“I think that worked to our advantage because the 15-year-old Babe Ruth team, those kids are young and they have a lot of potential and talent which was good to have,” Schoenblum said. “They were motivated because they got a taste of winning, which was great. The older kids could mentor them and could be a great help.”

One of the young bright spots was Potts, who developed into a top pitcher in the Mercer County American Legion League. He finished in the top five in strikeouts and helped in the field and at the plate.

“I learned that the better you know your teammates, the better you’ll perform as a team,” said Potts, who will be a junior at South. “And that baseball isn’t a predictable sport. Our team had a record that was under .500, but that didn’t really show who we really were. If we played a team with a positive record, we would give them a run for their money.”

“We showed a lot of growth over the entire course of the season,” Schoenblum said. “For a program to be thrown into the fire, with being a fresh program since we didn’t play last year, it’s hard to know where you’re at, so it was good to go along and play. It was tough to lose a lot of games, but over the course of a season, the kids realized it’s not good enough to just be competing. They wanted to win. They wanted to bury teams at the end.”

In the final weeks, WW-P was able to play spoiler and give themselves some inspiration and results to build on going into the fall season.

“We actually knocked two teams’ playoff chances down,” Schoenblum said. “I believe Lawrence sneaked in after we beat them, but North Hamilton, they had to win three of four to make the playoffs and we beat them twice. That was great. It gave us something to play for and something to prove.”

Potts is already looking forward to next year and the improvements that will show up. He’s confident that WW-P will come back stronger.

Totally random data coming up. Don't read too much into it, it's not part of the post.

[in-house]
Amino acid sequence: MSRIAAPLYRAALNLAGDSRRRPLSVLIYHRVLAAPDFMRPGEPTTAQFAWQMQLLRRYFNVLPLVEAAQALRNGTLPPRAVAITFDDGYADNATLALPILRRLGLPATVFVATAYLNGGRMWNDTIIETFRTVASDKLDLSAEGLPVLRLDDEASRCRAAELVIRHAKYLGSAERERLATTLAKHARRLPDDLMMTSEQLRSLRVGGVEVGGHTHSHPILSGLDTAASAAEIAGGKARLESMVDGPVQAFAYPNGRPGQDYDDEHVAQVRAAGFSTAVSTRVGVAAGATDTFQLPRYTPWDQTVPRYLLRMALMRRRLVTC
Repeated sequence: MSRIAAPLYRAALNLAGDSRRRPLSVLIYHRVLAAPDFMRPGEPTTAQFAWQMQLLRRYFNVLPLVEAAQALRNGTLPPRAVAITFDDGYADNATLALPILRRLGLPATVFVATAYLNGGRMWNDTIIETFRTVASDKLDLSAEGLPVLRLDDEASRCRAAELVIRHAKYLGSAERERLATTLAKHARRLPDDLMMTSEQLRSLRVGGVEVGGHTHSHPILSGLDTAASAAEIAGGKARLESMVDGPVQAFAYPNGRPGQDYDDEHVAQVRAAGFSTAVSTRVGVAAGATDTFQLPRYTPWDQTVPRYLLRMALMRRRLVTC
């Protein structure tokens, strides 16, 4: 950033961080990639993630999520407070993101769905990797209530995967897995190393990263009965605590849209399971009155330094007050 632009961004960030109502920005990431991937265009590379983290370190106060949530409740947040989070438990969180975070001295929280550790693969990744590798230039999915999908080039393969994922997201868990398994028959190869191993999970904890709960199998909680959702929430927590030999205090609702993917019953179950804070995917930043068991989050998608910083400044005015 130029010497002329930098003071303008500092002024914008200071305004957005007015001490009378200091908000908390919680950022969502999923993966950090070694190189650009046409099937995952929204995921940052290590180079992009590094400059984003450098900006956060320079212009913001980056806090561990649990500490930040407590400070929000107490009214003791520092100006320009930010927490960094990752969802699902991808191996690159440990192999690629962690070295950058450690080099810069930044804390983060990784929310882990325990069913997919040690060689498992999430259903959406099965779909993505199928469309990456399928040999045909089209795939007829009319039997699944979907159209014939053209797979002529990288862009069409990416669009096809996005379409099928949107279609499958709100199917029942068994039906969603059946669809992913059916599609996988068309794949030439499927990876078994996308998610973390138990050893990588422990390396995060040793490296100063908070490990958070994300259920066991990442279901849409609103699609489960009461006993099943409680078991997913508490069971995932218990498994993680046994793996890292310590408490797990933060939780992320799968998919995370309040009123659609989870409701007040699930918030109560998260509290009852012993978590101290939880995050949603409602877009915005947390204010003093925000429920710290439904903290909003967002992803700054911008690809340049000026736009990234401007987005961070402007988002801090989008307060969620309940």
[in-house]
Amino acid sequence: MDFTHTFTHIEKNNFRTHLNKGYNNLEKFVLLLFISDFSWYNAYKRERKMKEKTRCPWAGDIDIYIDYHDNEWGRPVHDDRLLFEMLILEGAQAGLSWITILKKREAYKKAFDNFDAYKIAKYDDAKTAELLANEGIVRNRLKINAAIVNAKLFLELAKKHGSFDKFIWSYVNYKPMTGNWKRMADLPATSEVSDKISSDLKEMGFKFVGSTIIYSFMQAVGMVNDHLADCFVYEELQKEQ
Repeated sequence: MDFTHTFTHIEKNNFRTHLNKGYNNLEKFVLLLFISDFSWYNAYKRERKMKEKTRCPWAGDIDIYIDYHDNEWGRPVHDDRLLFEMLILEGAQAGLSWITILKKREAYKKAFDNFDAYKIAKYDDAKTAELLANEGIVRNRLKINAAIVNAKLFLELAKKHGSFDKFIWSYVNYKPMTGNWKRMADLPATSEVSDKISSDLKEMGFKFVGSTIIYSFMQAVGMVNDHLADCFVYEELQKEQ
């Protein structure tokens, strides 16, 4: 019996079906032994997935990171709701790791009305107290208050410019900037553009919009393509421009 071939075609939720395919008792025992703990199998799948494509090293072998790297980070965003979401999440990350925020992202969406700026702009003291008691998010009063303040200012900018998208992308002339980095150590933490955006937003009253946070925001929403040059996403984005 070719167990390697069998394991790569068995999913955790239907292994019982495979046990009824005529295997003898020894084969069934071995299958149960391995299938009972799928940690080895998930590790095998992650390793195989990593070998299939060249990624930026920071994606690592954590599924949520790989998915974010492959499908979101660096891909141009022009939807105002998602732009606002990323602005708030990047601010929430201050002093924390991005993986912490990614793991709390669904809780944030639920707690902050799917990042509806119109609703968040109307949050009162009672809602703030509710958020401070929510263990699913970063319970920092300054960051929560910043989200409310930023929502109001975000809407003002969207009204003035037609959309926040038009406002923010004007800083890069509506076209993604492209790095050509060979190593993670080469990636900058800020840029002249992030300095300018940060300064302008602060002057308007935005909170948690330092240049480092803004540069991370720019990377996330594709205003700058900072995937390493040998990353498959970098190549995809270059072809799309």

“I see us improving at the plate because my class has always been a hitting team,” Potts said. “And now that we will be upperclassmen, we will be a strong offensive team.”

WW-P showed flashes of potential this year, and they will return a more experienced team, along with a more experienced Schoenblum who worked well with DeLuca to get the Legion team up and running again.

“I think I kind of found myself and what kind of coach I wanted to be,” Schoenblum said. “I played for Michael Santoro in high school, and a lot of our people thought he was strict. He was a Steinert grad and played in college.

“Don Hutchinson, the South coach I played for in Legion, he’s more laid back, reserved and focuses on the baseball. Then I went to college and played for Yogi Lutz, and he’s like a drill sergeant. He’s very intense. I tried to take the best things from each of them that I believed would mold my style.”

“The whole purpose of the year was to try to compete and try to build a new brand of style of baseball, bring that competitive edge back,” Schoenblum said. “I don’t want people to think, ‘It’s West Windsor-Plainsboro, we’ll beat them.’ I want them to go in knowing it’ll be a tough game and we’re going to give it everything we’ve got.”